HA: These days I source my materials from New York’s fashion district or in one of the many small specialty stores surrounding it. The store I usually go to is called A.K. Fabric and the owner of this shop is also from Afghanistan. He has many different cultural fabrics I am familiar with like the Ikat prints from central Asian countries, which I collect from him. I not only collect my materials from NY, but I also order fabrics from Tajikistan and Uzbekistan. Sometimes friends drop off fabric to my studio as well and these are the fabrics I end up naming ‘found fabric’ in my work. I have since realized that even the process of collecting resembles an amalgamation of different locations, places, and people—I enjoy having a sort of collectivity embedded within the fabrics in my studio without having a completely worked out answer as to where they are from. This also resonates with how I think about my identity as a fragmented body or geography that connects me to a world of in-betweenness, neither entirely one identity or another. 

I use a quilting technique called fabric appliqué which involves lots of cutting and collaging. I begin by transferring my smaller colored marker or color pencil sketches onto larger sheets of brown paper. I take my time at this stage so that I can work through what the final scale of the work will be. Then at the end of this whole process there is a very distinct collective engagement with the material as if I am gathering patches or pieces from different locations and putting them together in order to make a whole image. This process allows me to search, engage, wander around, and make sense of all these disparate parts. My body is constantly in motion and responding to the changes in topography in the fabric.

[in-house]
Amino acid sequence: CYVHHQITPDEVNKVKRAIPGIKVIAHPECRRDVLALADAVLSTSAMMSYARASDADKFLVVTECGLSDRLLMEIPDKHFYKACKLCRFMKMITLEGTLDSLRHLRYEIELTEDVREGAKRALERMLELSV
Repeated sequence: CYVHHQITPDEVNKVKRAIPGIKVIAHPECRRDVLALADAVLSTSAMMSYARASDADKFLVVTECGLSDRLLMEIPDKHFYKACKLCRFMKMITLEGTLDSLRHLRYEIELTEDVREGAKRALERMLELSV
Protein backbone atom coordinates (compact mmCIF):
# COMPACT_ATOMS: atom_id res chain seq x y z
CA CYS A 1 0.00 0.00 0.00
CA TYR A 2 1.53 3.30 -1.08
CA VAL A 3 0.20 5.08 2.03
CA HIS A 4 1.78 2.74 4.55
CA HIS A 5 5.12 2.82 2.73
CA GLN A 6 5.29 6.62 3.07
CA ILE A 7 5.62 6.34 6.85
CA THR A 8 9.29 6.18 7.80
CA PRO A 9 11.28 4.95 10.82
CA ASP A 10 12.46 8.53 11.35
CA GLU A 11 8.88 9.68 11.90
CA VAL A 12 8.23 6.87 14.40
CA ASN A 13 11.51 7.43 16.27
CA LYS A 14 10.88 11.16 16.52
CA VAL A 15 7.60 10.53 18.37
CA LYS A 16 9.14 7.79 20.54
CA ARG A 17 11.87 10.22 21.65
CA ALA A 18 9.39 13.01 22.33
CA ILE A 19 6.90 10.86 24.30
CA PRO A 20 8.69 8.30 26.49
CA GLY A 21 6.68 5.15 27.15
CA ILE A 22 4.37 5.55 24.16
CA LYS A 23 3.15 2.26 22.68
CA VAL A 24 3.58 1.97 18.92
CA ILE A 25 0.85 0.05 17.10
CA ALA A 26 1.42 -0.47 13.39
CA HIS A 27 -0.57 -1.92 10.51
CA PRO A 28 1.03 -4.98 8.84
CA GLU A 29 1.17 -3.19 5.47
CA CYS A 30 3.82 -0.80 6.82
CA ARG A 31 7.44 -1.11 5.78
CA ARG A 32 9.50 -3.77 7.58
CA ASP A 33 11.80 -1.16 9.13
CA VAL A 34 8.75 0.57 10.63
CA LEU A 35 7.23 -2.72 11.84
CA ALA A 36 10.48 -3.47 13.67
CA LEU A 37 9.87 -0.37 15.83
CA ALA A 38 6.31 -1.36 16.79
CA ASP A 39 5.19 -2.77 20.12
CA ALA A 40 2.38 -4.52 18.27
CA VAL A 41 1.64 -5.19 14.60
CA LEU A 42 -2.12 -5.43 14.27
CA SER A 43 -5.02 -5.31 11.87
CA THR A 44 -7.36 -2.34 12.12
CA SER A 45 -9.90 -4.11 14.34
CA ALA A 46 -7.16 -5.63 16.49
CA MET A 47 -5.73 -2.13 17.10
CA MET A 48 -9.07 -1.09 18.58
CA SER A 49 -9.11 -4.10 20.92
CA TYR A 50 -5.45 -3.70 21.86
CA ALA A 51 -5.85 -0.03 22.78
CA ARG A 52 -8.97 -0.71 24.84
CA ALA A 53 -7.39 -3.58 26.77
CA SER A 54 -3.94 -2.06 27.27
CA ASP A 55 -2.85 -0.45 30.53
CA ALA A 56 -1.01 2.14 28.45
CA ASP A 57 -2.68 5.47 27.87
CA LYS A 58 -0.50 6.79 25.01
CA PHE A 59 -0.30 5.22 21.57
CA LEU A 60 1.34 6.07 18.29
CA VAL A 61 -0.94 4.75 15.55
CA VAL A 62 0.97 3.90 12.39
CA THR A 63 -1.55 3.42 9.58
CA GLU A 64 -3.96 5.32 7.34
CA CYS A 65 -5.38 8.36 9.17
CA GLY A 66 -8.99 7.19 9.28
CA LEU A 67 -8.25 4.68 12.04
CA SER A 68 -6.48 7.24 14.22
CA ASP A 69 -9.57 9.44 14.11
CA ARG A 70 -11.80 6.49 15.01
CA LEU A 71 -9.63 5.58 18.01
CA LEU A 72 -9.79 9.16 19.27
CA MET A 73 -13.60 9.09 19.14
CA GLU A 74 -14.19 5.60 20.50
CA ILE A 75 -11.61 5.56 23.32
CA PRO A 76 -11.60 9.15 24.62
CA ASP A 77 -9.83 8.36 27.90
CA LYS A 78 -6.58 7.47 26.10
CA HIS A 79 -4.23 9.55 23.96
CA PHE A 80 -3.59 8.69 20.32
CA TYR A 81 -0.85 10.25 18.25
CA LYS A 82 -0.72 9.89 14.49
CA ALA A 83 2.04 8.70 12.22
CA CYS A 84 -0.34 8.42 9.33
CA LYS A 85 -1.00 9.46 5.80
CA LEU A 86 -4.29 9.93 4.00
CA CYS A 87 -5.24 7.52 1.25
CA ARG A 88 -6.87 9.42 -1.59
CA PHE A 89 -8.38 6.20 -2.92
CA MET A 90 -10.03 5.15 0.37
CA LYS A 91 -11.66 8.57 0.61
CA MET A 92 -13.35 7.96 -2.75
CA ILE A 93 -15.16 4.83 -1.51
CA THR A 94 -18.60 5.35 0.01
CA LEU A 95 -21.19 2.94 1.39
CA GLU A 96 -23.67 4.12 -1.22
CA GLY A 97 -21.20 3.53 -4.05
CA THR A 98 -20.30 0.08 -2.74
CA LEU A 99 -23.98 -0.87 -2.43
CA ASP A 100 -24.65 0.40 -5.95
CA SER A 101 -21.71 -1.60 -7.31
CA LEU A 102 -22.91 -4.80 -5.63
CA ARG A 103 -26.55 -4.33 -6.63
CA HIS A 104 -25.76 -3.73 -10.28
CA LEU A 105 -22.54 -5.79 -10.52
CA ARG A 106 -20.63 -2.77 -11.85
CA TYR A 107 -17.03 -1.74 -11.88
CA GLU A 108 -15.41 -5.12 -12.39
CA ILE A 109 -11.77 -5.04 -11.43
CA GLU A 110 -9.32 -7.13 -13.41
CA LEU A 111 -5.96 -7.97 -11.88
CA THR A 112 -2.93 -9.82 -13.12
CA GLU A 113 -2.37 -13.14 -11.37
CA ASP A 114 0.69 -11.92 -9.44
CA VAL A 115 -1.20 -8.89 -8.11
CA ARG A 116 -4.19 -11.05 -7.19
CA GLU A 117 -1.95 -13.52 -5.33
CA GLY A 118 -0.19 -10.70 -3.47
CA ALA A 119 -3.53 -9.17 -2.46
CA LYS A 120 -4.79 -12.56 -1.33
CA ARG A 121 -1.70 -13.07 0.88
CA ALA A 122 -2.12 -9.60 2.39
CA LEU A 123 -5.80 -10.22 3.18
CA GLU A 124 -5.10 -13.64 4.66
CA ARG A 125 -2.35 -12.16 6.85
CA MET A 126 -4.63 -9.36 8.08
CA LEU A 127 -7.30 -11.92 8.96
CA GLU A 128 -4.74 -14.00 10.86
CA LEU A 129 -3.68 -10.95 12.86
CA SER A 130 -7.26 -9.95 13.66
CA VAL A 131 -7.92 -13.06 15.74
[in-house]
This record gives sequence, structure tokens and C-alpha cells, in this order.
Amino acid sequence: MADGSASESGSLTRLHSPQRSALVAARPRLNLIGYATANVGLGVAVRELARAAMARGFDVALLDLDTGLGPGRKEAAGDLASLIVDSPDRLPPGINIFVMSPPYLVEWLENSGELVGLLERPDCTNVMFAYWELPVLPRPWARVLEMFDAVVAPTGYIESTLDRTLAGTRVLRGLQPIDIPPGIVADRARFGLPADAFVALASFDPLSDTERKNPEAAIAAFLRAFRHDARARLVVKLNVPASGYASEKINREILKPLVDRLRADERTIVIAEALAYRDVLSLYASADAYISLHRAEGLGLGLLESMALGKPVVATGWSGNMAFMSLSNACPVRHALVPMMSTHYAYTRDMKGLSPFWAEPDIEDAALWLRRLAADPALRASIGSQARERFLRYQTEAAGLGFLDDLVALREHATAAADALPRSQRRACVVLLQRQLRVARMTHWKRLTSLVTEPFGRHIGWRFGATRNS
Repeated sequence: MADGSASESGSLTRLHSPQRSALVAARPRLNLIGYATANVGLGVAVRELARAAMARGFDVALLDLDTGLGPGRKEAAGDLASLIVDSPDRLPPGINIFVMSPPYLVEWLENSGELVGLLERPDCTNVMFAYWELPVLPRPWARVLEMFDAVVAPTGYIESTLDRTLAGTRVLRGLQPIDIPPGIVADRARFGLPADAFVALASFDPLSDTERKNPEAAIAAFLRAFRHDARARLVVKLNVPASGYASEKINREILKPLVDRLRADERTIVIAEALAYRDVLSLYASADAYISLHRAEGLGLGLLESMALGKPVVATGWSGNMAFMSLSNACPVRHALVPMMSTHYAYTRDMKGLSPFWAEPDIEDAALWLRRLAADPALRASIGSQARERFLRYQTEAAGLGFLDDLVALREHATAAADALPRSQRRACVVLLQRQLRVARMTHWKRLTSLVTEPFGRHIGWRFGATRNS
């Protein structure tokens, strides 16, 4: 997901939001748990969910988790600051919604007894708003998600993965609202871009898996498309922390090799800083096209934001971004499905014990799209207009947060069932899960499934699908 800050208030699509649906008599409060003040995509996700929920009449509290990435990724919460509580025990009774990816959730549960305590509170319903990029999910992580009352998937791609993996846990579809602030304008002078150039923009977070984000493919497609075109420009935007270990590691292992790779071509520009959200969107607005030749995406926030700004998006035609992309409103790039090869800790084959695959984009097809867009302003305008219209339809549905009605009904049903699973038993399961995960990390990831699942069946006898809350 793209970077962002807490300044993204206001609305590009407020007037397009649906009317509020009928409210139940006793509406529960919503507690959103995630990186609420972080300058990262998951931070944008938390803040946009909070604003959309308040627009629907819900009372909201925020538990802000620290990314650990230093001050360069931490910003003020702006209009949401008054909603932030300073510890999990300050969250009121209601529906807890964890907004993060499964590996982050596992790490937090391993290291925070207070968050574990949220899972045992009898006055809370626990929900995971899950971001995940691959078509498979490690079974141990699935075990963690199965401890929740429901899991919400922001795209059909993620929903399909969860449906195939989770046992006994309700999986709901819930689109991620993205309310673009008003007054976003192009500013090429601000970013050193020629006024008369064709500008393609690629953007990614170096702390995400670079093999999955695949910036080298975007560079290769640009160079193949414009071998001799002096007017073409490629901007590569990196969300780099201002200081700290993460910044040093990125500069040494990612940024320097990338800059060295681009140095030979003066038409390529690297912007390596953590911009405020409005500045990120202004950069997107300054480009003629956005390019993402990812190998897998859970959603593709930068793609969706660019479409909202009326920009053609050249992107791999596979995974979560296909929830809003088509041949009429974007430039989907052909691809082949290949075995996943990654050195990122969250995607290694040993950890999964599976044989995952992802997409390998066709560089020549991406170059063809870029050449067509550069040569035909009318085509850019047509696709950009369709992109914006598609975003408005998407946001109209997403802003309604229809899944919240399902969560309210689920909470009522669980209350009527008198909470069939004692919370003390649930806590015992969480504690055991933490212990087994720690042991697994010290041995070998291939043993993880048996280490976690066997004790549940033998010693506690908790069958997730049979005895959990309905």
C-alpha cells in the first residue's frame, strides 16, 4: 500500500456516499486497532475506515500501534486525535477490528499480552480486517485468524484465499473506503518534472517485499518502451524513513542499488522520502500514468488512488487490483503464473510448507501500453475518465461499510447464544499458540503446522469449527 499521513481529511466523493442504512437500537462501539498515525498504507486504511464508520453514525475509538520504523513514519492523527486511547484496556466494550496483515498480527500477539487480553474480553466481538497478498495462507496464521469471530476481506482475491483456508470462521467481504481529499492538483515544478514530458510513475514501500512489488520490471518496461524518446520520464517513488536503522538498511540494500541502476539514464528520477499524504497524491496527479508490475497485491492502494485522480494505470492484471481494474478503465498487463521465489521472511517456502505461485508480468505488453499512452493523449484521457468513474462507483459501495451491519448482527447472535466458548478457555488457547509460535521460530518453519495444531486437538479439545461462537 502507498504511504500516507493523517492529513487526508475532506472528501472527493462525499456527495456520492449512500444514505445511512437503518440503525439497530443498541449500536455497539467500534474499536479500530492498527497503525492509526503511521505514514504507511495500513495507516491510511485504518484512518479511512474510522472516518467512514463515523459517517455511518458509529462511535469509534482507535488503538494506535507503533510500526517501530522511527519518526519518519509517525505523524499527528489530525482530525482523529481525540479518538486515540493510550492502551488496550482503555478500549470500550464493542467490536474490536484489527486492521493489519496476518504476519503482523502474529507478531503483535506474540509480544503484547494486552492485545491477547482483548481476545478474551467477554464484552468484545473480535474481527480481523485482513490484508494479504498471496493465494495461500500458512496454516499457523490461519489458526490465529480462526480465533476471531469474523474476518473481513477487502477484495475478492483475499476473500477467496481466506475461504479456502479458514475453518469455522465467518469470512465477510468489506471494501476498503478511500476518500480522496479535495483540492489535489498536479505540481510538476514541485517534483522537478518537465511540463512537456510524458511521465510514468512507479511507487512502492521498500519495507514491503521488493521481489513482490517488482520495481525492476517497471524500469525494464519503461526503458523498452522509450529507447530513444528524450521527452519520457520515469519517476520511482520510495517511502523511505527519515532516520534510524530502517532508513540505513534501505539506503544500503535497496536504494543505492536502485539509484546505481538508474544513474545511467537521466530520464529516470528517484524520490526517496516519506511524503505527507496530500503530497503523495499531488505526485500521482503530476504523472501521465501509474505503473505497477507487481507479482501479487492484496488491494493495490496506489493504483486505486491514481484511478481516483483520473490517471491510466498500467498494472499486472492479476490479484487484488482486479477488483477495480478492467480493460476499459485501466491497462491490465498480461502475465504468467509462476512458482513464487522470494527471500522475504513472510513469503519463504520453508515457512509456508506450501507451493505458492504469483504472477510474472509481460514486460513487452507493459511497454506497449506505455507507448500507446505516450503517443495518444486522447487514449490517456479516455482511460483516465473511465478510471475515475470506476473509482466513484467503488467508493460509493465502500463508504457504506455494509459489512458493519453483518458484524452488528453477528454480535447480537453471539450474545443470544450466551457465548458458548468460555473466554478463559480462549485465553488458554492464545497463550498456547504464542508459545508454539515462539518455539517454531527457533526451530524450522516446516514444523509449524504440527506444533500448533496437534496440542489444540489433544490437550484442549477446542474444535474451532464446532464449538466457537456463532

AE: Your current solo show at Cooper Cole Gallery in Toronto, Canada opened on September 24 and runs through November 26, 2021. Can you tell us about this new series and how it is a departure from your previous bodies of work?

HA: Living during the pandemic allowed me to reflect more on myself and my own experience of living in the US. My art practice shifted because I became interested in questions revolving around home, belonging within the context in the US, and the everyday objects I consumed that were connected to Afghanistan. My new solo exhibition at Cooper Cole in Toronto, Canada presents a body of work that reflects on a new question of ‘home’ and memory after migration. The textile pieces explore observations on my domestic space that open a dialogue between emotive and imaginative aspects of cultural memory which touch on feelings of loneliness, isolation, love, intimacy, and longing. 

AE: What and who are some of your major creative influences, and why?

HA: Recently I have been interested in looking at Do Ho Suh’s sculptural and immersive installation works. Since his practice is also deeply invested in memory and ideas of home, location, and placement, it has been interesting to see how he engages memory by using materials such as thread, polyester fabric, and stainless steel.

AE: What projects are you currently working on? Do you have any upcoming projects or shows in 2021-2022?

HA: I am participating in my first solo booth at NADA Miami later this year. This will be my first art fair with Towards Gallery. In 2022 I have two solo exhibitions lined up, one at David B. Smith Gallery in Denver, Colorado sometime in the Spring, and then another solo exhibition at Union Pacific gallery in London, UK that same fall. Lots of exciting things to work towards in the coming months and I cannot wait to get started on them.

HANGAMA AMIRI ONLINE:

Website: hangamaamiri.com

Instagram: @hangamaamiri